Wednesday’s Child (2006):
In three amazing stories childcare worker Shane Dunphy reveals a world of hidden heartbreak and survival against the odds. When Shane meets her, Gillian is starving herself to death and in thrall to a mother more interested in abusing and manipulating her daughter than cherishing and protecting her. Though he tries to help, it seems Shane is just another adult destined to fail Gillian … For the daughter of disturbed violent parents, Connie is an amazingly well-adjusted A-grade student. But when Shane finally gets behind the facade, he unearths a shattering truth behind her apparent normality… Cordelia, Victor and Ibar are three loving siblings left with a hopelessly alcoholic neglectful father. It’s a race against time to see if their father can ever become the kind of Dad he wants to be, or if they are destined to be split up and sucked into the childcare merry-go-round.
Wednesday’s Child went to Number 1 on the Irish bestseller listings and kept that position for five weeks. It charted in the UK at Number 18 and rose as high as Number 12.
Crying in the Dark (also published as Last Ditch House) (2007):
Four extraordinary true stories …
Bobby and Micky, six and four, controlled from beyond the grave by their evil father …
Mina, seventeen, who has Downs Syndrome, desperate to be like everyone else, falling into the hands of men who abuse her trust …
Sylvie, a fourteen-year-old mother being pimped by her father …
Twins Larry and Francey, ten, scarcely human after an upbringing of savage and unimaginable cruelty …
One inspiring account of how one man got to know these wounded children and tried to give them hope – and a future.
Crying in the Dark went to Number 3 on the Irish bestseller listings, and Number 15 on the UK lists.
Hush Little Baby (2008):
Five heart-stopping true stories of terror and triumph, told by the man who tried to make life better for these troubled children …
Clive, a thirteen-year-old victim of terrifying demonic visions, tells frightening stories of abuse and imprisonment. Could they be genuine?
Patrick, twelve, bravely setting out to find the truth about his birth family – however painful it may be …
Six-year-old Johnny, tiny and undernourished, desperately tries to recover from a brain-injury inflicted by his drunken and violent father …
At fourteen, Katie is so aggressive that the authorities have put her in special care, away from other children. What could be the cause of such fury?
And in a grim island prison, a lumbering bully ponders his crimes against his twin children, Larry and Francey – while his sadistic and conniving wife, the real monster behind his actions, tries to fool the state into returning the traumatised boy and girl to her care.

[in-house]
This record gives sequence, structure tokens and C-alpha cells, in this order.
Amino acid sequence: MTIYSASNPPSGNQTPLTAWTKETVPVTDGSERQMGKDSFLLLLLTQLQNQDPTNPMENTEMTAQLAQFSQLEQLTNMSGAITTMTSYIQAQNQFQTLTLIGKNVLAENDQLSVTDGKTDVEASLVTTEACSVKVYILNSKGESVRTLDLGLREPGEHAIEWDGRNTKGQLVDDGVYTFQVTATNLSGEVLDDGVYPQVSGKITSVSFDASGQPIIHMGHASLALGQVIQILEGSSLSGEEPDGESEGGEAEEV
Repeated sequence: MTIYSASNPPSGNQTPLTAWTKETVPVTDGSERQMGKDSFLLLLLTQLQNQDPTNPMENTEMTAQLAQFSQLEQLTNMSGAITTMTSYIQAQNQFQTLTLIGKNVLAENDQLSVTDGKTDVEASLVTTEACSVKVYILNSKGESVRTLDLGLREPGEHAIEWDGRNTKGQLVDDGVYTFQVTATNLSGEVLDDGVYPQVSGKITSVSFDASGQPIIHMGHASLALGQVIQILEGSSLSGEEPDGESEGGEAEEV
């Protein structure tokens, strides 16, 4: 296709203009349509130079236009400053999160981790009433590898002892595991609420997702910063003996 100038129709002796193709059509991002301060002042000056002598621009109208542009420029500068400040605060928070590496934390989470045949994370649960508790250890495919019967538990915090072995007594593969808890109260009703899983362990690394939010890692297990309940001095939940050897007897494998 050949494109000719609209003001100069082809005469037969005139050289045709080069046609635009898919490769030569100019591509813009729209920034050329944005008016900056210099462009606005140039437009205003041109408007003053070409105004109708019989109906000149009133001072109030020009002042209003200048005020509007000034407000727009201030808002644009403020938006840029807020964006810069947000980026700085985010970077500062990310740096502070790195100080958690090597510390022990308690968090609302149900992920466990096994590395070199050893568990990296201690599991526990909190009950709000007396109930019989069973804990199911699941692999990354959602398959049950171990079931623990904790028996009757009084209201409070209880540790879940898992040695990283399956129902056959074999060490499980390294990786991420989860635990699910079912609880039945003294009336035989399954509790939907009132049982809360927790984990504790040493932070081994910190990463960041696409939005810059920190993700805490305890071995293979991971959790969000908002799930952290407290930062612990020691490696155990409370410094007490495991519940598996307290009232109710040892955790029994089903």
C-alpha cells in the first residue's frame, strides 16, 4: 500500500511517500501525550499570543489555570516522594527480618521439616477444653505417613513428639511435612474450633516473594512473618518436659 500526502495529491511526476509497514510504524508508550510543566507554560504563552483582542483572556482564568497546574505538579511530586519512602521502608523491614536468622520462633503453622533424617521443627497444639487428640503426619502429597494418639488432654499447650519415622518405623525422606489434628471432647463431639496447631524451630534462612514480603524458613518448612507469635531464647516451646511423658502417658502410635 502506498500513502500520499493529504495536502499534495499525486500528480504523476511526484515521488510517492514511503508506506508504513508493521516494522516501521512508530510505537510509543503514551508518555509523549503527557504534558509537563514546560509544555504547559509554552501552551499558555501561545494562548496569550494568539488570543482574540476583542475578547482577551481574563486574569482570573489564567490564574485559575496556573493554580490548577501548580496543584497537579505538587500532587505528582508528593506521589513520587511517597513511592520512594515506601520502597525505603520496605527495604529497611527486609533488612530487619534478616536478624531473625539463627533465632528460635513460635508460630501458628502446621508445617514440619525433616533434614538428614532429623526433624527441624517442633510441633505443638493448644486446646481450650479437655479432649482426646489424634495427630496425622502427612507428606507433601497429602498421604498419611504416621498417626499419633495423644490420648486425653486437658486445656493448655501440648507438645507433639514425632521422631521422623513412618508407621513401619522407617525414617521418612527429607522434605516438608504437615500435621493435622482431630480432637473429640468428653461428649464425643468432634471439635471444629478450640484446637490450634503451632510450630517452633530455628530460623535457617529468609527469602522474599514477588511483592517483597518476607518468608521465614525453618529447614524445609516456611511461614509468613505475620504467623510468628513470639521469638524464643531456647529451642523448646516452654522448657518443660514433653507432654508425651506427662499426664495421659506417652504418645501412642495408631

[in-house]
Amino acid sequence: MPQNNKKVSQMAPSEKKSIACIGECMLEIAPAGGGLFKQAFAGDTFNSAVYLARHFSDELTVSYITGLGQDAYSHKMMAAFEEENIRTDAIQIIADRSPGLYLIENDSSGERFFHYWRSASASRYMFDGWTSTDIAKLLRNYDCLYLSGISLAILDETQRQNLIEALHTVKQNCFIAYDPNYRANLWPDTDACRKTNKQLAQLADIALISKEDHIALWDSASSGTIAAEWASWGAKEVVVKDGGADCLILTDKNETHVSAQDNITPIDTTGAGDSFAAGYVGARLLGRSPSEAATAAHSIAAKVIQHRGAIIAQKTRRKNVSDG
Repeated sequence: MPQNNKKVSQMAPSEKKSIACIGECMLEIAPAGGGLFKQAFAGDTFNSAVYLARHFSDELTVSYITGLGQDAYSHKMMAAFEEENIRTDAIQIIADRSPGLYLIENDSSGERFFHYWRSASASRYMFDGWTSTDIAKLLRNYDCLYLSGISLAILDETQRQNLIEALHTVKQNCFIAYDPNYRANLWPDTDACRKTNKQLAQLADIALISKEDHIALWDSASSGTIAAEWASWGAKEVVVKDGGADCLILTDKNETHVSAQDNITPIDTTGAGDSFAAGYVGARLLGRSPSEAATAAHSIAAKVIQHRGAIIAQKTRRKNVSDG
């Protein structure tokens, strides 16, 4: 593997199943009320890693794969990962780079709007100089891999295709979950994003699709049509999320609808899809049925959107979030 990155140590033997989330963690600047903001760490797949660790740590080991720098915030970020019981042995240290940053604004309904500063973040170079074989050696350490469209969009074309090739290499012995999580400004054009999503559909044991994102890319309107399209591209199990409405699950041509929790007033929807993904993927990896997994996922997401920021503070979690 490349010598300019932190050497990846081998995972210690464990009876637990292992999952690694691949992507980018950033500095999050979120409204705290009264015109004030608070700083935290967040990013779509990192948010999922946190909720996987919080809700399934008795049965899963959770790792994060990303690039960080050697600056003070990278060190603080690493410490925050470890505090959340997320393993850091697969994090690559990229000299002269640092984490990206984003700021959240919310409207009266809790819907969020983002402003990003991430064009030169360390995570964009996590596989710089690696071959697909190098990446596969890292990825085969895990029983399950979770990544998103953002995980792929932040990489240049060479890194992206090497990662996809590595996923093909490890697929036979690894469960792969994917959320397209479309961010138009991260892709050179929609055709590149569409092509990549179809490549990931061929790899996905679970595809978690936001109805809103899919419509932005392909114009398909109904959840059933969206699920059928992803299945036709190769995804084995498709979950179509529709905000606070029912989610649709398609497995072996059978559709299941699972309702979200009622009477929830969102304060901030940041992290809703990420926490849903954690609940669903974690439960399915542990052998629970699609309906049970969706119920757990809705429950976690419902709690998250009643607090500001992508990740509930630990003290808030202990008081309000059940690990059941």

Hush Little Baby went to Number 8 on the Irish listings and Number 14 in the UK. It is still selling very well, and currently has the following listings on Amazon:
- #9 in Kindle Store > Books > Nonfiction > Politics & Social Sciences > Social Sciences > Social Work
- #17 in Books > Society, Politics & Philosophy > Social Sciences > Social Issues > Social Welfare & Services
- #72 in Books > Biography > Medical, Legal & Social Sciences > Psychology
The Boy in the Cupboard (2008)
Three heart-stopping stories of children trapped by their parents’ pasts …
Craig, the little boy who can’t speak English, isn’t allowed to use his real name and hides food around his playschool, afraid he’ll be hungry again. His parents are trying to make a fresh start, but their gangland bosses are about to catch up with the family and Craig will pay a terrible price…
Edgar is a twelve-year-old boy who nobody wants, not even the staff at the residential unit where he lives. Just when it seems that there might be a way of getting through to Edgar, his mother reveals a secret that changes everything …
Vinnie is a teenage boy who knows exactly what his gangster father is capable of, of how he makes problems disappear. He also knows that he had become a very big problem for his father…
The Boy in the Cupboard went to Number 12 on the Irish listings, and Number 20 in the UK. It still sells in very good numbers – its Amazon ranking is:
Will Mammy be Coming Back for Me (2009)
When childcare worker Shane Dunphy meets Jason in 1991, he is a tiny, frightened five-year-old who has stopped speaking and terrorizes even the older children in the care home with his angry, violent behaviour. Eleven years later, Shane is shocked to find Jason’s file on his desk again. Jason has committed some horrendous crimes and is facing a life of incarceration. Can Shane rebuild what had been a delicate friendship, and help Jason to face up to who he is, where he has come from, and what he has done?
Will Mummy be Coming Back for Me went to Number 16 on the Irish listings, and charted at Number 19 in the UK. It is still selling very well. Amazon tells us:
- #8 in Kindle Store > Books > Nonfiction > Politics & Social Sciences > Social Sciences > Children’s Studies
- #14 in Kindle Store > Books > Nonfiction > Politics & Social Sciences > Social Sciences > Violence in Society